Walking back to happiness, woopah, oh yeah, yeah

You’ve always wanted a bit more adventure in your life, but something’s always held you back. But guess what? I know what that something is, or more accurately, I know who it is. Yes, it’s you!

We all hold ourselves back, but usually we’re not comfortable with admitting that, so we come up with a great excuses. We say work, family, or a million other reasons stop us from having that adventure that we badly need. This is not dismissing the very real responsibilities in your life, but rather accepting that often, it remains possible to work around them.

Your very soul is crying out for you to break free and escape what can otherwise so easily become the drudgery of everyday life. Trouble is, most people think of adventure as climbing Everest, or circumnavigating the world by rowing boat, or some other epic adventure.

Now here’s the thing: while those (and a million other things) most certainly are great adventures, you don’t need to take a year out of life to walk the width of Asia. Instead, allow me to introduce you to Alastair Humphrey’s concept of micro-adventures.

As he puts it far better than I ever could: “A microadventure is an adventure that is short, simple, local, cheap – yet still fun, exciting, challenging, refreshing and rewarding.

Here’s where I share one of life’s great secrets with you: many (most?) people live their lives searching for that pot of gold at the end of the rainbow. They tell themselves “If I can get to that place in life over there, I’ll be happy”, yet when they get there, they repeat the same thing, pointing a little further down the road each time. Do you recognise that in yourself?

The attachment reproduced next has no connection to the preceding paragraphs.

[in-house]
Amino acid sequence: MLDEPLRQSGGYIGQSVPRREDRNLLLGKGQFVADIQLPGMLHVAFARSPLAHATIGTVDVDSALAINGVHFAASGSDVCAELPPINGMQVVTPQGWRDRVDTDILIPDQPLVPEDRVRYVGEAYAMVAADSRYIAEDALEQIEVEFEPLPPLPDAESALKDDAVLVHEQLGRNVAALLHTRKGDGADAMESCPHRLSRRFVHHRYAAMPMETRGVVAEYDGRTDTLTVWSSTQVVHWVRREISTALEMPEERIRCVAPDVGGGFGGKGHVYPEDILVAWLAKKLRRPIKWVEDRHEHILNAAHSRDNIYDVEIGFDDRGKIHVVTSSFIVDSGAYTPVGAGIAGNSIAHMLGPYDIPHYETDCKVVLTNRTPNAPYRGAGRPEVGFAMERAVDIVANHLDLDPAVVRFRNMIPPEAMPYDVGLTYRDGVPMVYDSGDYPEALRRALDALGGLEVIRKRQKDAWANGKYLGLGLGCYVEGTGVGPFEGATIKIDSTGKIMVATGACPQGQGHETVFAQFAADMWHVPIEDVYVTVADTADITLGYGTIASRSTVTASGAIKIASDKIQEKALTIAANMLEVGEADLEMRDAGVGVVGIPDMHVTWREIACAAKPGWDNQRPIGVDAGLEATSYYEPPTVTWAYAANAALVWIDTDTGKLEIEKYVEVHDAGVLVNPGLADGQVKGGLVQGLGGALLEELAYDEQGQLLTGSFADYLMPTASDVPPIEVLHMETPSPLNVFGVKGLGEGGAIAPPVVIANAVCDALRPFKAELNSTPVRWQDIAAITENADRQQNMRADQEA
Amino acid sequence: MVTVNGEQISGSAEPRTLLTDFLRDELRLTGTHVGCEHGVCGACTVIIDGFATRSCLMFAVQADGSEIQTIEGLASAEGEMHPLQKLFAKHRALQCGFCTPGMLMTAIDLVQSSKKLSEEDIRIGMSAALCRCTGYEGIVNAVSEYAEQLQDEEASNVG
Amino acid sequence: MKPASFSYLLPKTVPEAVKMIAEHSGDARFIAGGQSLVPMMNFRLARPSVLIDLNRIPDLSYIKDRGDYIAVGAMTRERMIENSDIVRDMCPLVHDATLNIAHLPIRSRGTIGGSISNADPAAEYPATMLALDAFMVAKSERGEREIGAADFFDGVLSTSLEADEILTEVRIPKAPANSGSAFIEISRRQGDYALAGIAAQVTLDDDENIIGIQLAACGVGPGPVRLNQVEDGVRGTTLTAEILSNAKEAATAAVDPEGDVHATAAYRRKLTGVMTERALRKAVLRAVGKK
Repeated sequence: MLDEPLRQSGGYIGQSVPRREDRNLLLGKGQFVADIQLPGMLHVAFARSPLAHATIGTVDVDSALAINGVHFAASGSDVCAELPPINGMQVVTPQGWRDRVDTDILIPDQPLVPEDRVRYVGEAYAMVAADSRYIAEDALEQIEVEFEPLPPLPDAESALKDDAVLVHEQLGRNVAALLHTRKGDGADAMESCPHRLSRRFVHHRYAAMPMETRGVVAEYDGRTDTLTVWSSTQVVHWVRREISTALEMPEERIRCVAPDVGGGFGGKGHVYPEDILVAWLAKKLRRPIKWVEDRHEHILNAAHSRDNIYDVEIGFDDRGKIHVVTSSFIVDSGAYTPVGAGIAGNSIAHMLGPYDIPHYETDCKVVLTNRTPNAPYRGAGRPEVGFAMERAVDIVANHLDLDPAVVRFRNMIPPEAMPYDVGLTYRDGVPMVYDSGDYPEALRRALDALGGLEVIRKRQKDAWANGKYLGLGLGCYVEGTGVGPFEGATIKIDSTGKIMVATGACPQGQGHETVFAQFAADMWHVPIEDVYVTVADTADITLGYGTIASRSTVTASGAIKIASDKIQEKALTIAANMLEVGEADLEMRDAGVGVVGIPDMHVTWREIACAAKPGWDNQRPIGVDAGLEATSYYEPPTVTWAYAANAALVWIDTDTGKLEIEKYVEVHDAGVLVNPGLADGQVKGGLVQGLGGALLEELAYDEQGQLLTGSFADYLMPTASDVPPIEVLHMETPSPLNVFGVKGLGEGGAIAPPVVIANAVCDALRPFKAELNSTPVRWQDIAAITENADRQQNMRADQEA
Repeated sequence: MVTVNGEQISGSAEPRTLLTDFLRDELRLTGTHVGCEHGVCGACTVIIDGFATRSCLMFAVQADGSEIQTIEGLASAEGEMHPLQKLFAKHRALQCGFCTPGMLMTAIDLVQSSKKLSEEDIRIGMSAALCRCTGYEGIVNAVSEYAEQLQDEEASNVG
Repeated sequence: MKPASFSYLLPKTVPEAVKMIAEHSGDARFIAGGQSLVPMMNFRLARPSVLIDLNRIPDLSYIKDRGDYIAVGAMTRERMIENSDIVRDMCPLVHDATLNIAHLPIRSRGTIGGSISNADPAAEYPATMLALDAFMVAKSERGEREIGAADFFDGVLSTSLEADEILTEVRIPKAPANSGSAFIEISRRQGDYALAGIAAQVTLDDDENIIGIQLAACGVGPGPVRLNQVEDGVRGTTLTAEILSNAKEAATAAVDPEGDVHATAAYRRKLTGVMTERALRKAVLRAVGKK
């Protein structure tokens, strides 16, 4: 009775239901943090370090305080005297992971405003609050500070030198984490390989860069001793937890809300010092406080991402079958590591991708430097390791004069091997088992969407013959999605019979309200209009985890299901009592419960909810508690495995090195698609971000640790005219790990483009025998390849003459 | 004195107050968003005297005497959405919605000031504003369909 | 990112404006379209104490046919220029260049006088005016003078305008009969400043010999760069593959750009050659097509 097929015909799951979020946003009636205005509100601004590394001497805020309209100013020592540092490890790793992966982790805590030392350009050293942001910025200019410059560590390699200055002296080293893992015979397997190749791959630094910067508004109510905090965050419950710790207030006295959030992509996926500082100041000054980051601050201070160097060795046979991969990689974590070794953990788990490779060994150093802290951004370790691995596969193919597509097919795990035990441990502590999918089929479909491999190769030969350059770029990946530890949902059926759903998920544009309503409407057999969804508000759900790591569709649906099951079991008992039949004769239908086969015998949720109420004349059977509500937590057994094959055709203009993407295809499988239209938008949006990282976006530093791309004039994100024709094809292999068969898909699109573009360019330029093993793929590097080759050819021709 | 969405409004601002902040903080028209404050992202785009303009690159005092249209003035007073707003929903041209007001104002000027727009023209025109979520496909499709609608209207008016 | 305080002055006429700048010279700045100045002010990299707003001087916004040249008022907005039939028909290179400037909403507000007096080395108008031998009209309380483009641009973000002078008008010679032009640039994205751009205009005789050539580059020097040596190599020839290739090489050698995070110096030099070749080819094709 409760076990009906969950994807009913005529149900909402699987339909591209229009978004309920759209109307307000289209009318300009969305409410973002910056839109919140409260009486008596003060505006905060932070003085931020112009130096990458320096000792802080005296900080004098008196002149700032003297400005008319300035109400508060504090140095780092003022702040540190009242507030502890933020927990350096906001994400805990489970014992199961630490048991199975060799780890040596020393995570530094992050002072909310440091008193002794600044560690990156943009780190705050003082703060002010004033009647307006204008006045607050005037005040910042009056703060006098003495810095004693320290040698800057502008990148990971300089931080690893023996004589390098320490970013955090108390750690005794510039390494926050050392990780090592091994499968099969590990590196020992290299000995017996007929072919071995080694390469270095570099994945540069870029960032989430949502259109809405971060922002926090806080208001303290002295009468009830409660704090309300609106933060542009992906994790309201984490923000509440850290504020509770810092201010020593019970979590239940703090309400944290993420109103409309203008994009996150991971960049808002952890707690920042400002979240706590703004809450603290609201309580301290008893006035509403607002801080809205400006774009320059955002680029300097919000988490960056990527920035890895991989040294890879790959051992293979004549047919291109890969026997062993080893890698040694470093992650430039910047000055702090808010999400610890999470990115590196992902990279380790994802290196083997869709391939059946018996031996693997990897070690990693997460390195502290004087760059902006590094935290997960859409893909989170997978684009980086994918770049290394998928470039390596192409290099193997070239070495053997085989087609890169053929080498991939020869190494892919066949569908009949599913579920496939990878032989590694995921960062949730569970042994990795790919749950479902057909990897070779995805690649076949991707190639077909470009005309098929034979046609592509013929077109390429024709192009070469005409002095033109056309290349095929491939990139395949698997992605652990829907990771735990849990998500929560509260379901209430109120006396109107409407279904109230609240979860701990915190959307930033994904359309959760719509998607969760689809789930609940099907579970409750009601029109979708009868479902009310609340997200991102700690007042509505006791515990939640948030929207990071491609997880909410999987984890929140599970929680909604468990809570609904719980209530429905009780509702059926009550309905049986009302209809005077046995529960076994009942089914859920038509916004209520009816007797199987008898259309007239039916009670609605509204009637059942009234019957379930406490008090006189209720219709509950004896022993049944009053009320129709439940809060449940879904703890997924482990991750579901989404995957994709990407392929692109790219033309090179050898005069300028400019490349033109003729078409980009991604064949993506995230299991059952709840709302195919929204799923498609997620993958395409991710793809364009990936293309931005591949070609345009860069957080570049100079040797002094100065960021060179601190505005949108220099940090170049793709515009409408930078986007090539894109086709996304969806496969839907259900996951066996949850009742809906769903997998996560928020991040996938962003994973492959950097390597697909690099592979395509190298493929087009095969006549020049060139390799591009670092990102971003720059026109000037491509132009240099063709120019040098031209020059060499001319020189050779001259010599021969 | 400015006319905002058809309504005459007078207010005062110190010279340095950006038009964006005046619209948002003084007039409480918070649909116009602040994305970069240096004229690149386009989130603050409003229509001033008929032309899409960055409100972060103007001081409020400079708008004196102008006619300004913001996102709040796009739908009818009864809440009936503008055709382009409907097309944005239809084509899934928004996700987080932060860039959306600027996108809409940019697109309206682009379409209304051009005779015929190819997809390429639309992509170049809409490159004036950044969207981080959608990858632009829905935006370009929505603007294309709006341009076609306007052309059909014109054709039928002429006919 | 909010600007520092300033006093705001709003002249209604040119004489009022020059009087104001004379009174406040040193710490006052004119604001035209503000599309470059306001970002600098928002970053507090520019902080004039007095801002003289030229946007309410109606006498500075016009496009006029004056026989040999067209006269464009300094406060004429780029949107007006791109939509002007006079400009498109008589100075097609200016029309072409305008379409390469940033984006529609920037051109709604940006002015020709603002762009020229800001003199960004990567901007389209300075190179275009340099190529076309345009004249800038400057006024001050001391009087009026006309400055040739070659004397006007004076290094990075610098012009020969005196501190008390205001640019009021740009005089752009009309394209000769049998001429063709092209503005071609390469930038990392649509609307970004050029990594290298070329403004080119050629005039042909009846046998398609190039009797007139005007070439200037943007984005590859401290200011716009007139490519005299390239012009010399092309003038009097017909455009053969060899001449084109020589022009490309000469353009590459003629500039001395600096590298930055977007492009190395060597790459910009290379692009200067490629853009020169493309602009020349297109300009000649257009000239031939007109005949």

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If you’ve ever played the computer game Sonic The Hedgehog, you will be familiar with having to collect as many golden rings as possible in the game, while overcoming obstacles.

In my view, life works much like this: instead of searching for an enormous pot of happiness that you think exists at some unspecified point in future, at the end of the rainbow, life actually presents you with lots and lots of “happy moments” in between you dodging or overcoming obstacles.

To me, the secret to happiness is to grab as many of these “happy moments” as you possibly can, because for almost everyone, there is no big pot of gold to be found, ever. Instead, we need to nourish our souls with these moments of happiness, which – once you target them – can rapidly add up.

Micro-adventures are a wonderful way to harvest loads of these happy moments, and while certainly not required, combining cycling and micro-adventuring just boosts your chances of finding happy moments.

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My advice is simple: try to go on a mini cycling tour at least one every two months. It needn’t be far, and it needn’t be exotic. Far is a relative concept – for some, a five mile ride is far, while for others a 100 mile ride is far. Just go with what feels “far enough” for you.

Remember, you don’t have to cycle all the way to your destination. Why not take a train journey to help you escape the city, then get off and go cycling?

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It is at this point where people start saying they don’t have time (they generally do), they can’t afford it (it needn’t cost you any money at all), that they don’t have the kit (use what you have) and various other excuses.

And that brings me neatly back to my starting point: most of time, the only thing limiting you is yourself.

Be brave! Do something different! Do something you are afraid of doing. Go have an adventure, even if only a micro-adventure!

Go on! Stop chasing the end of the rainbow, and have an adventure! Challenge yourself, and push your own limits!

PS: If you’re unfortunate enough to not immediately know where the words for the title of this post is from, go have a listen to this:

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